Must vs Have to

Verbs

Both Must and Have to belong to the group of auxiliary modal verbs that have no meaning on their own but they modify the main verb, change its meaning and give more details about action.

Must and Have to are used to express certainty, necessity or strong obligation which comes from internal or external factors.

Below we can see structural differences between Must and Have To.

Affirmative

  • Must: Subject + must* + action;
  • Have to: Subject + have to + action (“has” for the third person).

Negative

  • Must: Subject + must* + not + action;
  • Have to: Subject + do + not+ have to + action (“does” for the third person).

Interrogative

  • Must: Must*subject + action + (?);
  • Have to: Do + subject + have to + action + (?) (“does” for the third person).

*The form is always the same, even for the third person.

Affirmative

  • I must stop eating sweets. (I want to do it.)
  • I have to stop eating sweets. (My doctor ordered me to stop.)

Negative

  • You mustn’t read this book. (You are not allowed.)
  • You don’t have to read this book. (You have choice: you can but it is not obligatory.)

Interrogative

  • Must you wear the same T-shirt every day? (Is it necessary for you?)
  • Do you have to wear a suit at work? (Is it obligatory at your workplace?)

Must is used when we want to show that there are personal circumstances which makes it obligatory and the speaker has decided that is necessary. Must shows a stronger obligation than have to.

Have to is used when we want to show that somebody else has made it obligatory (it is the external circumstances that make it so).

Negative form meaning differences:

  • Mustn’t usually expresses prohibition;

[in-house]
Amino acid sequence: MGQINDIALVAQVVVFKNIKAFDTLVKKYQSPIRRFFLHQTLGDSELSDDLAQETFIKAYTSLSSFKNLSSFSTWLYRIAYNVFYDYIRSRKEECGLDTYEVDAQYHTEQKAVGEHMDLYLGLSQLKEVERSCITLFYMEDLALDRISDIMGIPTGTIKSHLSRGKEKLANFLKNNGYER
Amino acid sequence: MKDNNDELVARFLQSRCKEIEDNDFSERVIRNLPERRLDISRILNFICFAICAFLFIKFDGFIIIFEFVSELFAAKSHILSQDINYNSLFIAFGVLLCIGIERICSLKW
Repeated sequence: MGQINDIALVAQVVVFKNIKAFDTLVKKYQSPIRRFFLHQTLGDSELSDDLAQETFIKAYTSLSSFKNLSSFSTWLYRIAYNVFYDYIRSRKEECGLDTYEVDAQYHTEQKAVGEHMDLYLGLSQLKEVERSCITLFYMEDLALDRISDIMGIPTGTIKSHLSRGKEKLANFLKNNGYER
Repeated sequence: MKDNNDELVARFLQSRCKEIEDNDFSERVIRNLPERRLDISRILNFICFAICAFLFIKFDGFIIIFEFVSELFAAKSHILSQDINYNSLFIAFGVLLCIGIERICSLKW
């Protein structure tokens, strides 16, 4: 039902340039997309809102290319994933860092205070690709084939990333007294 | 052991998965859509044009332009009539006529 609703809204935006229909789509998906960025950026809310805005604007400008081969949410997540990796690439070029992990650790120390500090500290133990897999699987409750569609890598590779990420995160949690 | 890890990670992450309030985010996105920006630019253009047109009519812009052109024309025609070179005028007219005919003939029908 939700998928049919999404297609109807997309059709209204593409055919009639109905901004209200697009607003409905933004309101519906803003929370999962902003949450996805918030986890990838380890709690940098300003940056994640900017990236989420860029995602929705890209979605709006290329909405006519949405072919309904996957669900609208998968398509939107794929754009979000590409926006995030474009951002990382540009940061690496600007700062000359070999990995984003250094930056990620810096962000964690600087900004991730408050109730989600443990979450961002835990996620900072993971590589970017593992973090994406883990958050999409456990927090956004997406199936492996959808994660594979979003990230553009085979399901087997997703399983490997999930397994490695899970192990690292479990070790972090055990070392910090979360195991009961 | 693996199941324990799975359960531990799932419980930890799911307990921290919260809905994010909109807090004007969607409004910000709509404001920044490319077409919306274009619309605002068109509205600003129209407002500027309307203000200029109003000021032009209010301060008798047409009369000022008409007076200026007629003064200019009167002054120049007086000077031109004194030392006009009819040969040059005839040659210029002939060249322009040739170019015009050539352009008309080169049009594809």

• Don’t have to usually expresses that something is not necessary to be done.

Must and Have to are two modal verbs which are used to express strong obligation or the need to do something.

MUST HAVE TO
A. Subject + must* + action. Subject + have to + action (“has” for the third person).
N. Subject + must*  + not + action. Subject + do + not+ have to + action (“does” for the third person).
I. Must*subject + action + (?). Do + subject + have to + action + (?) (“does” for the third person).

*The form is always the same, even for the third person.

They differ in meaning:

  • Must expresses strong obligation which comes from inside. Have to is generally used to show that there is an obligation imposed by external factors;
  • Mustn’t usually expresses prohibition. Don’t have to usually expresses that something is not necessary to be done.

For example:
— “I must start a diet.” = The subject is obliged to start a diet because of  personal reasons.
— “I have to write an essay for mythology class.” = The subject is obligated to write an essay for mythology class (Mythology class = external factor).

Let’s revise this content within the [Form] section. Take a look at the [Example] section that shows its use within a context.